At one point, Sarah and I had almost $200,000 in total debt. Several years later, after a ton of hard work, we sent in the last check to pay off our final debt. We had achieved debt freedom.
It was really tempting to celebrate that achievement. We had worked so hard for so many years to get ourselves out of debt and it really felt worthy of some sort of reward.
What did we do? A neighbor watched our kids for several hours and we made a really nice romantic dinner at home. We dimmed the lights, set the table, lit some candles, put out a few flowers, and ate an amazing meal together. We then went out in the backyard and watched the stars come out while we talked about what comes next.
That was clearly a “good” celebration. It was meaningful and deeply enjoyable, but it didn’t cause us to make a financial mis-step after all of our effort to get our finances in a good place.
On the other hand, a few years ago, I hit a personal weight loss goal. I had been working very hard on losing weight mostly through better dietary choices (mostly smaller portions), but also an increase in exercise. I was thrilled to step on a scale and see a lower weight.
The next day, we left on a pre-planned family trip. When I got back home nine days later, I had gained several pounds.
Obviously, that’s a “bad” celebration. It undid some of the progress I had worked so hard to achieve.
When you look at these kinds of celebrations from a distance, the difference between the two is starkly clear. If your celebration causes you to do something that goes against the spirit of your achievement, you’re making a mistake.
Yet people often do this. They “splurge” at the end of a diet. They spend on a celebration after achieving a financial or professional goal. They “take a break” after having worked so hard to establish a winning routine in their life.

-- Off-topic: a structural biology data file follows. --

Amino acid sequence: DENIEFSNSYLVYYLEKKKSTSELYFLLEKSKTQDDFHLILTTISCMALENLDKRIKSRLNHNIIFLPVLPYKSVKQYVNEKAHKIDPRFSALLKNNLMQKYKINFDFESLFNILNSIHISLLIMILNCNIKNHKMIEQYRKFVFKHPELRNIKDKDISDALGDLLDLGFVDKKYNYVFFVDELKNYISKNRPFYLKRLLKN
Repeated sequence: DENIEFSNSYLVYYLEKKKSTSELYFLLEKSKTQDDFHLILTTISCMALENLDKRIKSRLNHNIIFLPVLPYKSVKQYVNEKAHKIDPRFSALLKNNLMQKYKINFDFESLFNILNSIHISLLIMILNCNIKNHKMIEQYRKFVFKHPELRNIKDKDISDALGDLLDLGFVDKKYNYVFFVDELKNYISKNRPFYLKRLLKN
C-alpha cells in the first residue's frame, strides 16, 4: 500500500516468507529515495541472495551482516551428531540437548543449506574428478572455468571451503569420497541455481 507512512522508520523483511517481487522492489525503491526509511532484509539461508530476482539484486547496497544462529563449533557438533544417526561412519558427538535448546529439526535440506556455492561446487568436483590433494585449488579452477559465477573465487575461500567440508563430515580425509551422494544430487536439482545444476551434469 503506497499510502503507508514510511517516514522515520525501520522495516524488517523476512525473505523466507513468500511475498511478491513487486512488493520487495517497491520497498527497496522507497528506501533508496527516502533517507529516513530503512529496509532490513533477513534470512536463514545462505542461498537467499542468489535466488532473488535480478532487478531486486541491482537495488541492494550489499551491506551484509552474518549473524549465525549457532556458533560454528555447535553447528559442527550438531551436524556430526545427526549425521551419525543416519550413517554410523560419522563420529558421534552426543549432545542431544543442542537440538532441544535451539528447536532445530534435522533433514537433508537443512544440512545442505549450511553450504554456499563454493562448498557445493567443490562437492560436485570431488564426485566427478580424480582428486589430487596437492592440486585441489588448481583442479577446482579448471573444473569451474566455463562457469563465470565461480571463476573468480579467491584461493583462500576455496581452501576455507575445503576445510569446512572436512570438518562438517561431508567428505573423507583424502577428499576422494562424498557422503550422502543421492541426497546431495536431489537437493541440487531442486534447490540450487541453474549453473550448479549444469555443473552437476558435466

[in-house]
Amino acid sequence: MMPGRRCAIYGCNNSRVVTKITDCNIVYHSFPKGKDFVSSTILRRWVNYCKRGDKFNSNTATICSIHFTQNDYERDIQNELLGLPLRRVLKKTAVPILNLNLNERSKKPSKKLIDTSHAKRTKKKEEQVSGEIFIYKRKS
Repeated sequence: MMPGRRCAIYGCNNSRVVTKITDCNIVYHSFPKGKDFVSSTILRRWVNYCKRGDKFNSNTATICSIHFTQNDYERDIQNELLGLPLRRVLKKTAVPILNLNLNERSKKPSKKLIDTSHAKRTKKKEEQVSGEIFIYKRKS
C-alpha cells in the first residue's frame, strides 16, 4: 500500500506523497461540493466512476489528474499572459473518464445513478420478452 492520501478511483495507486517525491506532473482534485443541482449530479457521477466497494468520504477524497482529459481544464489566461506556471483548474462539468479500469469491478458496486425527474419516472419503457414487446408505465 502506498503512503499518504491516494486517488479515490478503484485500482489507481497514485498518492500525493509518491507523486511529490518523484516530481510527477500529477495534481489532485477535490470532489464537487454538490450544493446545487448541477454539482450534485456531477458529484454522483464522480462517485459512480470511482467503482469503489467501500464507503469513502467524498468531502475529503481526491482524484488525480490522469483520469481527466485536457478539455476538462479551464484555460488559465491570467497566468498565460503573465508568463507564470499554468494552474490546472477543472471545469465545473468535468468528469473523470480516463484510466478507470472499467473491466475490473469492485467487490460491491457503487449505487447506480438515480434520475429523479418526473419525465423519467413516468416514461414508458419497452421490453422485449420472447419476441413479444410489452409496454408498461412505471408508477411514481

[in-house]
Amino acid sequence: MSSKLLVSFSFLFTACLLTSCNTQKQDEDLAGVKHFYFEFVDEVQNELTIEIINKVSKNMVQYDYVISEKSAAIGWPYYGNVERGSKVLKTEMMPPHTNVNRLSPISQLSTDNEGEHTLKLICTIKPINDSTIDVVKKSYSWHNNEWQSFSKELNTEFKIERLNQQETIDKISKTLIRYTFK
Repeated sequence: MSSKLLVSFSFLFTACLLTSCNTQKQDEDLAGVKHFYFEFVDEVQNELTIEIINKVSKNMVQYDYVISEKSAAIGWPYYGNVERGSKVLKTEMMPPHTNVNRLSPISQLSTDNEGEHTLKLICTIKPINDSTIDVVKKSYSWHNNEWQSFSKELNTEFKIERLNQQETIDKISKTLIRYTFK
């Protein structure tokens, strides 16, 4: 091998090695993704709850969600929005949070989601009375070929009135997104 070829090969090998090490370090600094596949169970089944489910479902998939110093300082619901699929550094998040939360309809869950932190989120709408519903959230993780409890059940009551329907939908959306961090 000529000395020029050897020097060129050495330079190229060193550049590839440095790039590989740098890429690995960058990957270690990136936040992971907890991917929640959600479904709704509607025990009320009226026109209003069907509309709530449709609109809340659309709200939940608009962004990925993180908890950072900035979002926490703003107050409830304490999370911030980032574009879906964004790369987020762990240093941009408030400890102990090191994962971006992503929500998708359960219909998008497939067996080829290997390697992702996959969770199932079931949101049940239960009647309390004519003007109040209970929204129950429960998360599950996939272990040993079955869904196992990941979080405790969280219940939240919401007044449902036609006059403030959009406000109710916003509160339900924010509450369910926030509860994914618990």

In those cases, the very act of celebrating undoes part of the very thing that is being celebrated. Not only does it push you back in terms of your progress, it also runs the risk of undoing positive routines that you’ve established (for example, completely destroying your diet routine).
That’s why, for me, I use three simple rules for sensible celebrations. I really enjoy celebrating achievements in my life and in the lives of people important to me, but I also want to be sure that those celebrations make sense.
First, any celebration that undoes any of the progress I’ve made on my goal is a mistake and I should find another way to celebrate. This is the obvious rule. If you’re celebrating losing weight, don’t celebrate by eating an entire large pizza. If you’re celebrating paying off debt, don’t go sign up for a car loan. If your celebration forces you to disrupt a new habit or routine, don’t do it.
Second, any celebration that causes a setback on other goals in my life is a mistake and I should find another way to celebrate. For example, let’s say I decided to celebrate my weight loss success with a new high-end blender. That’s a good idea, as it’s a gift that’s in line with the changes I’m making in my life in terms of health. However, it’s still possibly a bad idea if I’m trying really hard to achieve debt freedom. I should seek out a celebration for my achievement that doesn’t involve going into debt (or slowing down my debt repayment progress).
Third, if I can envision myself regretting this celebration (or an effect of this celebration) in a week, I should find another way to celebrate. This is true for any spontaneous act or celebration. I try to imagine my life in a week and ask myself whether or not I’ll have significant regret for what I’m about to do – or if there’s even a significant chance for that regret. Most of the time, this is caught by the first two rules, but sometimes it will reveal things that I’m not thinking about, like making a poor choice regarding commitments to others.
If a celebration of your achievement survives those three simple tests, then it’s time to celebrate! You should be proud of the things you’ve achieved and you should enjoy that pride and share it with others.